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Bavaria Cruiser 46

2015 February 1

This German-built cruiser, with its blend of fresh thinking and solid engineering, can take a family to new horizons



On deck 

The cockpit is smartly designed with twin wheels, a large twin-leaf table, comfortably angled seat backs and plenty of storage. The view from both helms is superb and I like the clever lift-up foot supports that help keep you balanced when steering upwind but can be folded away at the dock to avoid toe stubbing. Sailing and navigational instruments can either be mounted at the aft end of the table—the usual spot, but not all that easy to view—or in pods at either pedestal. There are two shallow cockpit lockers and a huge lazarette that can house both a rolledup dinghy and liferaft. The 


handsome teak table with a deep locker in the middle is robust and acts as solid support when moving about the cockpit. 

The deck profile is low, including nine flush-mounted hatches, and navigating fore and aft while underway feels secure and natural. The stanchions are stout and tall enough to be useful. Although the molded nonskid provides good traction I couldn’t help thinking that the teak side deck option would make the boat look stunning. It’s no surprise that the boat in Bavaria’s promotional video has teak decks. While the sheets are led aft to the primary winches, all other sail controls are led to the aft end of the coachroof. A series of clutches on the port side is the focal point. The mainsheet is interesting, designed without a traveler, and instead employing a triangle rig with two separate tackles in lieu of the more common German-style system controlling the main. The standard Lewmar Evo 50sT primary sheet winches are a tad on the small side. Electric winches are a popular option. The Selden spar features twin, swept spreaders and a 7/8-fractional rig. A Selden vang and Furlex headsail furling are both standard. 

Deck hardware is robust, although I think I’d opt for the upgraded stainless cleats. The stemhead fitting includes two anchor rollers and the chain locker is deep, stowing the ground tackle where it belongs, as low as possible. The windlass is a necessary option. 

Down below After quick adjustments to both leech lines and repositioning the genoa leads, the 46 found its stride. I was impressed how stiff the boat was as we made our way upwind. Footing along at just less than 7 knots, heel was minimal and the ride was strikingly smooth despite blustery conditions. I was pleased to note that the hull didn’t pound, an important feature in a cruising boat. 

The standard interior features three cabins and three heads. A four-cabin layout is an option and will undoubtedly be available in charter fleets around the globe. I was immediately impressed by the light and ventilation in the saloon. In spite of a low profile, there is a lot of headroom—a full 6 feet 9 inches in the saloon—and it adds to the sense of spaciousness below. The standard wood trim is mahogany but teak and oak are also available. The joinerwork is precise.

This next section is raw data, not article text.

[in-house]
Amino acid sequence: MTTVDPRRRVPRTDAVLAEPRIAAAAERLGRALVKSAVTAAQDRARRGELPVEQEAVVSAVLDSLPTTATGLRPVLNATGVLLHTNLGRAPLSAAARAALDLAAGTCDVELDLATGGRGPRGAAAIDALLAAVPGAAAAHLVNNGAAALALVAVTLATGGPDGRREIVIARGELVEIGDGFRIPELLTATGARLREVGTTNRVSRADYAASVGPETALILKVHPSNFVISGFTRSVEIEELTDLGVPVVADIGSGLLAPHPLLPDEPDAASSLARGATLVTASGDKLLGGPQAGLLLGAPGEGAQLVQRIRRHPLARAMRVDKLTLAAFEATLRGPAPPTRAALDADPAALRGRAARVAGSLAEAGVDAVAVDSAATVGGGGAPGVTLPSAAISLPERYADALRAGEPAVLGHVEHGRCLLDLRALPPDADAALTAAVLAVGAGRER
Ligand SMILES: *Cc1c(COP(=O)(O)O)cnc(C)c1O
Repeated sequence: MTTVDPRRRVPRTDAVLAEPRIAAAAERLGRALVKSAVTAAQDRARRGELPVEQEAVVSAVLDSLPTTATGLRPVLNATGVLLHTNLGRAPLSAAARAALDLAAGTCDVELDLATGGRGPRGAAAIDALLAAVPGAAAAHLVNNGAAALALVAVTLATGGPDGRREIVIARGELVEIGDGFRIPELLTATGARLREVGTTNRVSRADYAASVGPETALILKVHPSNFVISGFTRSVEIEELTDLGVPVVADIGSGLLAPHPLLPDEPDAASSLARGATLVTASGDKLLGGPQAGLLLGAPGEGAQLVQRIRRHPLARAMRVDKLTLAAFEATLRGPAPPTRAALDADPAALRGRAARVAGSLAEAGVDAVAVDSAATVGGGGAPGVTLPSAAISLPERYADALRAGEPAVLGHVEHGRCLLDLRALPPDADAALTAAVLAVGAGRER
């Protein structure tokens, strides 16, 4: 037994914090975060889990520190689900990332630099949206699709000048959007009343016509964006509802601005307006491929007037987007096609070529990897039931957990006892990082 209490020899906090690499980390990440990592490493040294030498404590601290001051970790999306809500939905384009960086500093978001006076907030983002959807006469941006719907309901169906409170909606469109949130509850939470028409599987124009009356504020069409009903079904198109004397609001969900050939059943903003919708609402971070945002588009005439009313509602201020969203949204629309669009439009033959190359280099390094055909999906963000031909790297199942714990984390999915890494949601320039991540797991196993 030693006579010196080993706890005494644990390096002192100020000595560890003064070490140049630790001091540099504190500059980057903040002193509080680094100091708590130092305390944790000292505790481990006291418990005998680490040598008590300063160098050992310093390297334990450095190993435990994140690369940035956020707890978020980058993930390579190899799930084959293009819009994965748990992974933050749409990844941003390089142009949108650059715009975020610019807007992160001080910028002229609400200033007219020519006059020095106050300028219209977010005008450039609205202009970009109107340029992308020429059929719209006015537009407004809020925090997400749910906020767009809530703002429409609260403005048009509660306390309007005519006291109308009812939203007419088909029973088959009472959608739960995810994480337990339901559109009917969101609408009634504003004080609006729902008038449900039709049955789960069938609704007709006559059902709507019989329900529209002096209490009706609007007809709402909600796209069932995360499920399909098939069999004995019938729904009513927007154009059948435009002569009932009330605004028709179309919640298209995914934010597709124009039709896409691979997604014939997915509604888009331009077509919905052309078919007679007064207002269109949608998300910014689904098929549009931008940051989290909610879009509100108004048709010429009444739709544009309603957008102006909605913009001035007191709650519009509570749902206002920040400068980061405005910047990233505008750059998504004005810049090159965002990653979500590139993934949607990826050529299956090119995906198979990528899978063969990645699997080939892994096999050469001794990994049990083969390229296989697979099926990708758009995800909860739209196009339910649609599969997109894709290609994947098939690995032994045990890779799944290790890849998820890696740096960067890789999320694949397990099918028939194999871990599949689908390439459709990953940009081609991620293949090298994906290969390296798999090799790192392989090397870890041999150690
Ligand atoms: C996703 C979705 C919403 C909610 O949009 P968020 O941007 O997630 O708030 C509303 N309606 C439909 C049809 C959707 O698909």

The standard plan includes an in-line galley to port with a double burner stove and oven, twin sinks and top- and front-loading refrigeration. What makes the galley work is the saloon island that gives the cook something to lean against on port tack. The island has a slick foldaway seat as well. The saloon includes a wraparound settee to starboard with enough room to seat six comfortably. While there’s not an abundance of storage, there are lockers above the galley, below the counters and above and below the settees. 

The owner’s stateroom forward is huge. There is an island-style double berth, lots of storage, a bureau and hanging locker and a separate head and shower stall across from each other. The two aft cabins each include a large double berth, hanging locker and en suite head. The boat is ideally suited for a cruising family. 

The systems on the Cruiser 46 are designed for serious sailing and have the potential for long-range cruising. The batteries are AGM, with three house batteries and a dedicated starting circuit. The lighting is all LED. The water capacity is 95 gallons and fuel is 56 gallons. A watermaker is a worthwhile option. The diesel is a Volvo Penta 55-horsepower with a saildrive. Access to the engine room is excellent. Although we motored only briefly to rendezvous with the photo boat, the acceleration was impressive. 

Back in the cockpit, I took the helm as we eased the sheets. Close reaching we eased over 7 knots and then pushing the wind a bit farther aft, flirted with 8. We probably could have used a reef but the boat still felt balanced and completely under control. The helm was light and very responsive. We were sailing with Kenny Feld, the managing director of Bavaria Yachts USA. A successful entrepreneur, he told us that what drew him to become involved with Bavaria was the company’s commitment to product development and engineering. 

“We are going to keep building better and better boats, so I know we’ll be successful,” he said. 

The new Bavaria Cruiser 46 proves his point.

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